World Cup: Twelve players bounce back

by Carlos Alberto Colodro
7/14/2021 – Day 2 of the first round at the World Cup and Women’s World Cup in Sochi saw 12 players winning on demand to take their matches to tiebreakers. Those are not the only confrontations that are to be decided in rapid and blitz chess, though, as 16 other matches finished with both games drawn. | Photo: Eric Rosen

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Comebacks, upsets

Some of the higher-rated players that lost their first games in the World Cup managed to level the score by beating their opponents on demand. In the open section, that is what Russian GM Vadim Zvjaginsev did against English IM Ravi Haria, while in the women’s section, former French champion Pauline Guichard and former women’s world champion Anna Ushenina made it into the playoffs despite losing their first games.

Remarkably, more matches saw the higher-rated player failing to advance to the next round in the classical portion despite winning the first game. In the open:

  • Bilel Bellahcene (ALG, 2499) bounced back against Hovhannes Gabuzyan (ARM, 2590)
  • Niaz Murshed (BAN, 2404) traded wins with Neuris Delgado (PAR, 2622)
  • In an all-Egyptian matchup, Abdelrahman Hesham (2397) won on demand against Ahmed Adly (2625)
  • Basheer Al Qudaimi (YEM, 2435) bounced back against Amin Tabatabaei (IRA, 2613)
  • Chitumbo Mwali (ZAM, 2281) traded wins with Haik Martirosyan (ARM, 2648)
  • Juan Gonzalez (MEX, 2540) won on demand against Krikor Mekhitarian (BRA, 2554)

Mwali Chitumbo

Mwali Chitumbo from Zambia | Photo: Anastasiia Korolkova

In the women’s section:

  • Janelle Mae Frayna (PHI, 2179) bounced back against Thanh Trang Hoang (HUN, 2404)
  • Sabrina Latreche (ALG, 2076) traded wins with Nataliya Buksa (UKR, 2413)
  • Mai Narva (EST, 2276) won on demand against Gulnar Mammadova (AZE, 2382)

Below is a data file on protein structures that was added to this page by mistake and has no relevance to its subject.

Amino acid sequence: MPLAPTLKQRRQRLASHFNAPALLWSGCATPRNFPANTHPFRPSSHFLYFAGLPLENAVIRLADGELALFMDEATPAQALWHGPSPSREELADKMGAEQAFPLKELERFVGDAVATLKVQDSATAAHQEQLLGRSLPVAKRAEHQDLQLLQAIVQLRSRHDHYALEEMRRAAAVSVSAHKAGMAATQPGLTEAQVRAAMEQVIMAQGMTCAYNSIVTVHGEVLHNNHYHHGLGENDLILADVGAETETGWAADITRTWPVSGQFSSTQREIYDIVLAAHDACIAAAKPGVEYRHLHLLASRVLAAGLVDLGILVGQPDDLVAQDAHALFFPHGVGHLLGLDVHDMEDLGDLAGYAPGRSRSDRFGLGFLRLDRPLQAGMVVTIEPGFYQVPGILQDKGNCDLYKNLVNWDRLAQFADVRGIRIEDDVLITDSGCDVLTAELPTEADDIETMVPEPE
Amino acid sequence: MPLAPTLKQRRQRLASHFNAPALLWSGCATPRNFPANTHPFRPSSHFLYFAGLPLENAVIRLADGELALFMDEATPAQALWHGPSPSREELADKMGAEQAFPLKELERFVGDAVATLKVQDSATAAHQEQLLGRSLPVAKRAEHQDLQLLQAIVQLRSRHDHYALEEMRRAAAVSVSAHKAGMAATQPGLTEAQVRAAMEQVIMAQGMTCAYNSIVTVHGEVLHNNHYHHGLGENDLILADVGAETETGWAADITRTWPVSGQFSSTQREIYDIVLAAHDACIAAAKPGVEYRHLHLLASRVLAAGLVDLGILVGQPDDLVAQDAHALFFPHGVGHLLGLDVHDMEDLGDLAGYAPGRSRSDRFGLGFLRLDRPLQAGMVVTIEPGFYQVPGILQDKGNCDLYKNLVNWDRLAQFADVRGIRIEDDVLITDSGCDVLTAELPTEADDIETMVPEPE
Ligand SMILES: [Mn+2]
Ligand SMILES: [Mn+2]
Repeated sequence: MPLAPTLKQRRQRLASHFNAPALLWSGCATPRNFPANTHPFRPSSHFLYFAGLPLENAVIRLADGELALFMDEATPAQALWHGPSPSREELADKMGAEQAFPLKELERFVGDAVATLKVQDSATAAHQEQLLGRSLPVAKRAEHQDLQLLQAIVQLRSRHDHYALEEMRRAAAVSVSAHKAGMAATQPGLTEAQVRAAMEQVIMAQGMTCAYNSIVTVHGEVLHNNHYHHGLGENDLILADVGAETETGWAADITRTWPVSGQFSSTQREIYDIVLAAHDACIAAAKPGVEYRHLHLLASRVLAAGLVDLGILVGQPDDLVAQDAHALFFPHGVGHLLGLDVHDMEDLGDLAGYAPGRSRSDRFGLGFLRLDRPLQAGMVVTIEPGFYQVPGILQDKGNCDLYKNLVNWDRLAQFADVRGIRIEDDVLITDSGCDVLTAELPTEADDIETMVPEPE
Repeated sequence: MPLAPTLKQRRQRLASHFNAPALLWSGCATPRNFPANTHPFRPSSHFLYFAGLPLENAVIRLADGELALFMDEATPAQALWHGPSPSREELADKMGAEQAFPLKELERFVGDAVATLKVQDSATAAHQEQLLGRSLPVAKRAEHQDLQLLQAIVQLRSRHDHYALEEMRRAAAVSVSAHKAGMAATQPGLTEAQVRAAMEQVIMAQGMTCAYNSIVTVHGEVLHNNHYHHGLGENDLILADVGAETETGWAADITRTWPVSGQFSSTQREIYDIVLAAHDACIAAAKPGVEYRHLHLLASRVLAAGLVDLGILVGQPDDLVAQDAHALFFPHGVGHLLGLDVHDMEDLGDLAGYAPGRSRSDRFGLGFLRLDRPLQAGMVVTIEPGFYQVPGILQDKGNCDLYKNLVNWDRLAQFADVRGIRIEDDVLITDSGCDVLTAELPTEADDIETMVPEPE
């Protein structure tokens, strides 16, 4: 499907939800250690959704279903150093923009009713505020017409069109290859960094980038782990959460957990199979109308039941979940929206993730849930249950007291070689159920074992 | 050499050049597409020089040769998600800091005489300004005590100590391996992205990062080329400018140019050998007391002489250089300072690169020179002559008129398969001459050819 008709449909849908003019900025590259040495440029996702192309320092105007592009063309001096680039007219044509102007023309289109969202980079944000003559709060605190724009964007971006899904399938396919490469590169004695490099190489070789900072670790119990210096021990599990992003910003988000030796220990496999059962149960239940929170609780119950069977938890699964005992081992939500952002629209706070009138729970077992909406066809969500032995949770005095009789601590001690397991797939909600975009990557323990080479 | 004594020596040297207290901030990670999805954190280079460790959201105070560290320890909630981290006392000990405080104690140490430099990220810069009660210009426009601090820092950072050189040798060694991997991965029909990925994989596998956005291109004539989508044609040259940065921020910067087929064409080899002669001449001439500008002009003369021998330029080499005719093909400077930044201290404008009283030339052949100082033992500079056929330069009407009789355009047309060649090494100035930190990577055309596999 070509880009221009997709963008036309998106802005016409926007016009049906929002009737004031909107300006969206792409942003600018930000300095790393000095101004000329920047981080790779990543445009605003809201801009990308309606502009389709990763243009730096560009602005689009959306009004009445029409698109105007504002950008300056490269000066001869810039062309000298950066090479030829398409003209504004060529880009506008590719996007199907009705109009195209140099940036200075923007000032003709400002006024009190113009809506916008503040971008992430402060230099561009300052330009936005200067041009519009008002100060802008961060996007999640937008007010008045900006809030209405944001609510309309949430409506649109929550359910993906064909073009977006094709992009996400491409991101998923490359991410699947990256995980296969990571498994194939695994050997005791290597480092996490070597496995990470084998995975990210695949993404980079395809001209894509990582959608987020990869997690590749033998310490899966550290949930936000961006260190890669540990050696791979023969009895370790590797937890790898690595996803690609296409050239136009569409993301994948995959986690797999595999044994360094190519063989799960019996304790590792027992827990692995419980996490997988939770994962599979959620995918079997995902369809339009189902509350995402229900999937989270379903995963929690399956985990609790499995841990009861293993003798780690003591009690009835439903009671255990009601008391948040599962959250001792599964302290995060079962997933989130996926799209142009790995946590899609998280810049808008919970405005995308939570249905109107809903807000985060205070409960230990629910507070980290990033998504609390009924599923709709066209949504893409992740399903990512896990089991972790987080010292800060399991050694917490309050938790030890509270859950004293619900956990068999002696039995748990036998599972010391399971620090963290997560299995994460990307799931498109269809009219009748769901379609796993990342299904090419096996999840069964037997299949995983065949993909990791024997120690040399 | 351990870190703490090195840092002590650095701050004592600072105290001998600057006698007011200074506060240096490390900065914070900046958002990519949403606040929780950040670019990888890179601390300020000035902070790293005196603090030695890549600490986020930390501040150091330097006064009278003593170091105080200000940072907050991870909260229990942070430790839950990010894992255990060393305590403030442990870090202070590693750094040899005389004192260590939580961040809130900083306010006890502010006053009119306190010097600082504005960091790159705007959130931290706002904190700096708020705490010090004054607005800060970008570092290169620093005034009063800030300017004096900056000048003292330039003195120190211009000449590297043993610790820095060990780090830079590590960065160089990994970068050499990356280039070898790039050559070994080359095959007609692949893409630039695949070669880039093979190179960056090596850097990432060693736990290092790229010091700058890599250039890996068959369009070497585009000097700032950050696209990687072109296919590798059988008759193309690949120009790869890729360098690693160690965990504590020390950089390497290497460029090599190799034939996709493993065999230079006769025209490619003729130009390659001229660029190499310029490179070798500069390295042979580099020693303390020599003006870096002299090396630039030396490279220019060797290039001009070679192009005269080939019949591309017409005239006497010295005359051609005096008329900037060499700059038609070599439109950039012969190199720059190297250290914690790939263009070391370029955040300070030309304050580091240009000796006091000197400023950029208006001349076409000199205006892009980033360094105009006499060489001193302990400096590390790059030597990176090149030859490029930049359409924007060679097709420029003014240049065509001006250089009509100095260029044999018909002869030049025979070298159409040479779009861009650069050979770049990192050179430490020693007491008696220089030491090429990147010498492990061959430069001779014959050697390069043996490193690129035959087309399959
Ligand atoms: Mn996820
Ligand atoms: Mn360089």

Jesse February

South African WIM Jesse February almost scored a comeback against Russian GM Valentina Gunina | Photo: Eric Rosen

Endgame analyses

GM Karsten Müller sent two endgames with instructive annotations, one from each section. Croatian GM Ante Brkic defeated Colombian GM Sergio Barrientos in both their games. In  the first one, he did it with the black pieces from an ending which required precise defensive technique by the white player.

 

Our in-house specialist shows why 47.Kf2 was the correct defence, and not Barrientos’ 47.Kf3, which might seem to be the most natural continuation.

In Bibisara Assaubayeva (KAZ) vs. Yerisbel Miranda (CUB), the Kazakhstani only needed a draw in the second game, but she could have won both encounters had she made the most of her rival’s mistakes in a rook endgame.

 

Select an entry from the list to switch between games



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Carlos Colodro is a Hispanic Philologist from Bolivia. He works as a freelance translator and writer since 2012. A lot of his work is done in chess-related texts, as the game is one of his biggest interests, along with literature and music.

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